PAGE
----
In Chapter Two, covering the formative period of the welfare state from 1945 to 1950, Schall examines the selective treatment of Nordic, Jewish, and other refugees.

In Chapter Two, covering the formative period of the welfare state from 1945 to 1950, Schall examines the selective treatment of Nordic, Jewish, and other refugees. Her main contention is that SAP policy toward non-Nordic refugees was understood as a kind of “charity” while the benefits and services of the growing welfare state, to which co-Nordics had access, were seen as an expression of “solidarity” (73). Despite the similarity of the actual institutions and schemes available to both groups, the distinction between charity and solidarity functioned as a symbolic barrier between peoples and expressed their differential membership in the People’s Home. For the true insiders, “SAP sought to make support for social policies into a national characteristic, defined welfare as Swedish, and Sweden as a welfare state” (81). Part I concludes with the first of two brief interludes in which Schall summarizes the key points of the previous chapters with reference to the book’s central metaphor, the “welfare machine.”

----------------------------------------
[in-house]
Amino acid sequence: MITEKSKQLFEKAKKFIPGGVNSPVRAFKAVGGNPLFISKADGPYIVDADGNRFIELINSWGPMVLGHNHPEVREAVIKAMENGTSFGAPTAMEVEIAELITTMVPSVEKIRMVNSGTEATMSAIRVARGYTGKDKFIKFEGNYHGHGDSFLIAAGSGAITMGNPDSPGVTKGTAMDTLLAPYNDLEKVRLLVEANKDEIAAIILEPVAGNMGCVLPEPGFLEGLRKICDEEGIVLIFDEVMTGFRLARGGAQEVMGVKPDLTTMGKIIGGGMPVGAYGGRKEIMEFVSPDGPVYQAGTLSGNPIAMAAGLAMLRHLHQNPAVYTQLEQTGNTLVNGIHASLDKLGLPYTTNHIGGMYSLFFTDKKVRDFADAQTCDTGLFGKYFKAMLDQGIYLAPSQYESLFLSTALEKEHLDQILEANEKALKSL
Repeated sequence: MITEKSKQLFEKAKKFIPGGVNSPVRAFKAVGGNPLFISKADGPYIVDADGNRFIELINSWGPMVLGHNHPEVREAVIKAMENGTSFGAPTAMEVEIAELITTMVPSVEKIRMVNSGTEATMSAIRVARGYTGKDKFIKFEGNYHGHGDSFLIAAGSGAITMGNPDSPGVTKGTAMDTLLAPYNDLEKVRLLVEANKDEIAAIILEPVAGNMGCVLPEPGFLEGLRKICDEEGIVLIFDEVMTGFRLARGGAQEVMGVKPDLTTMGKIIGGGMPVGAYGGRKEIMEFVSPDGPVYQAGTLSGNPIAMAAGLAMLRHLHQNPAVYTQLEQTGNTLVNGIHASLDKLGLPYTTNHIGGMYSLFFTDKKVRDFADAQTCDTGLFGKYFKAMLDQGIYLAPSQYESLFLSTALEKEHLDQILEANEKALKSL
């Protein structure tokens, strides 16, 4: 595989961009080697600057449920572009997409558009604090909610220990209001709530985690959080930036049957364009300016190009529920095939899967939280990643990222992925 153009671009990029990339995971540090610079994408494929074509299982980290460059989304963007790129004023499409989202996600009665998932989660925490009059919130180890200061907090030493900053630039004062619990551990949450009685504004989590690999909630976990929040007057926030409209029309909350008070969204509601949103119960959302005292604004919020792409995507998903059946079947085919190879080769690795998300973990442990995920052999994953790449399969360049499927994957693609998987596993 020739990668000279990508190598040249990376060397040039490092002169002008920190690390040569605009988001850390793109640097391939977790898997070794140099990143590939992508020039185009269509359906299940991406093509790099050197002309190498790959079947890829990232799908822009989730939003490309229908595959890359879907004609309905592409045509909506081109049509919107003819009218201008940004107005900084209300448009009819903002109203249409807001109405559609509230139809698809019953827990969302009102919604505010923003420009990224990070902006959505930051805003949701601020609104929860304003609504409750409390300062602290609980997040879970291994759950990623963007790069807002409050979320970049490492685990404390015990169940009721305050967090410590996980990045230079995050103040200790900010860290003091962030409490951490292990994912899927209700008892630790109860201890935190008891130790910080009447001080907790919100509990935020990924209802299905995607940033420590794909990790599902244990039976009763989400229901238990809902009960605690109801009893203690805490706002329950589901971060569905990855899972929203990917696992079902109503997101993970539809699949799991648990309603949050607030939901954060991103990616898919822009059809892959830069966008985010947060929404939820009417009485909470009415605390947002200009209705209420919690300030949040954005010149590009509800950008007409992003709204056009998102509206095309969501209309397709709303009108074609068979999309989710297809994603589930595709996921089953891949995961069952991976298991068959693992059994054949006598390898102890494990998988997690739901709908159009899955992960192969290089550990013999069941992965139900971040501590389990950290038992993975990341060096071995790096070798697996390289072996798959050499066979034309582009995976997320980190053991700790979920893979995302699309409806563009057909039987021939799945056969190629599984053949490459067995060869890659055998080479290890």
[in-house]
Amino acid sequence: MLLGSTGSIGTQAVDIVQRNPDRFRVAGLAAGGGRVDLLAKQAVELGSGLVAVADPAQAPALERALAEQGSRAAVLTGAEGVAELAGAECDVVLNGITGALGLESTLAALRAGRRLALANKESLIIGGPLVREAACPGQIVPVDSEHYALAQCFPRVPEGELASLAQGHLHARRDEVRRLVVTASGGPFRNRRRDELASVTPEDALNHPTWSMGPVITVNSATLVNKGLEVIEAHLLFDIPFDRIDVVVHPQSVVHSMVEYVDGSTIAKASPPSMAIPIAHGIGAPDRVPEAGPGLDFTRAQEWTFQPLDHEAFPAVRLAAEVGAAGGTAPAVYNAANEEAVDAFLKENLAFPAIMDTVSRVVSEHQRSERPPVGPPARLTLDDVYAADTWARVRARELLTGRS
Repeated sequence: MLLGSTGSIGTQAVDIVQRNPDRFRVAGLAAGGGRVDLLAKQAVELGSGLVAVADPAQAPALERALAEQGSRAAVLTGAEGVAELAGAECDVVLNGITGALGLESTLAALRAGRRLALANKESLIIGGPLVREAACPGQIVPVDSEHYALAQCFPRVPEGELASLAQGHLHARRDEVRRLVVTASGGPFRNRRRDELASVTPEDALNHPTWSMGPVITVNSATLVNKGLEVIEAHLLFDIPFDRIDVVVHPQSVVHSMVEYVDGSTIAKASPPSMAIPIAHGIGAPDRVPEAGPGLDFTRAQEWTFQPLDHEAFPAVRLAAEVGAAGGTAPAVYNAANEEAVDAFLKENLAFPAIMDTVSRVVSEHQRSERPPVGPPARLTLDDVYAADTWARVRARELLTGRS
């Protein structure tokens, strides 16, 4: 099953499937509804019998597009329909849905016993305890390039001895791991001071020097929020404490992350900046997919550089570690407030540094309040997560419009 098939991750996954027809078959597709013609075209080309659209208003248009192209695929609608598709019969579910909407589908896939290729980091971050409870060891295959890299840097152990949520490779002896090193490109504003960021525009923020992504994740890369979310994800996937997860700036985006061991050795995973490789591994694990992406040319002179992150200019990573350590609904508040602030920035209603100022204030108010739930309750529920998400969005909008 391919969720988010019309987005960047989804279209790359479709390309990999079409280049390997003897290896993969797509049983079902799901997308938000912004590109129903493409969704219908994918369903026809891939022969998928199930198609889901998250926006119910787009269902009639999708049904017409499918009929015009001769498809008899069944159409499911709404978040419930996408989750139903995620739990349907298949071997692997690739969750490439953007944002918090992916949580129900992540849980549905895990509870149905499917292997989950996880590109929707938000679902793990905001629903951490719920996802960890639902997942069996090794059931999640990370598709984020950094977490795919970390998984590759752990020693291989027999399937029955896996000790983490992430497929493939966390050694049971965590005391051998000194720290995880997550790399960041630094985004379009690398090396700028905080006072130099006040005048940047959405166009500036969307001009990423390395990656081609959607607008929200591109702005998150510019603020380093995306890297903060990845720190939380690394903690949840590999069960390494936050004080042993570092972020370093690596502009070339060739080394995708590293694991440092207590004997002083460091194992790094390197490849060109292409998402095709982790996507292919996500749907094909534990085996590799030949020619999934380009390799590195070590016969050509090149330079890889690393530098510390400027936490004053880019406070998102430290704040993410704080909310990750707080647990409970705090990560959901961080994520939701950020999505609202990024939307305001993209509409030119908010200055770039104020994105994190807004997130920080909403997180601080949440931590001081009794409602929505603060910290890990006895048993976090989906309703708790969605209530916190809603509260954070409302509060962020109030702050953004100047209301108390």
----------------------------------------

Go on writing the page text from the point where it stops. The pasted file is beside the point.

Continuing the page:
In Part Two, “Heterogeneity in the People’s Home,” Schall follows the evolving imagined community of the Swedish welfare state through second half of the twentieth century. Leaping forward nearly thirty years, Chapter Three examines the high period of labor migration and parses what Schall contends were the three animating values of contemporary Swedish social democracy: security, equality, and freedom of choice. This latter discussion foreshadows the conflict between equality and freedom of choice that would so bedevil social democracy in the 1990s. Chapter Four, focusing on the period between 1991 and 1995, tackles the breakdown of social democratic hegemony amidst economic troubles and a widespread view of the welfare system’s failure to integrate immigrants into Swedish society. Schall deftly surveys the collapse of elite consensus and maps the new political orientations that have come to dominate Swedish politics. Following a second short interlude, Chapter Five brings the story into the 21st century, emphasizing “a new stable and consistent support for the center-right” and “the rise of the anti-immigrant far right” (163). In a concluding chapter, Schall summarizes her argument and while admitting that the Swedish welfare system is largely intact, nevertheless observes that “[a] particular Swedish version of neoliberalism has finally become the powerful counterhegemony necessary for a revolution” (199).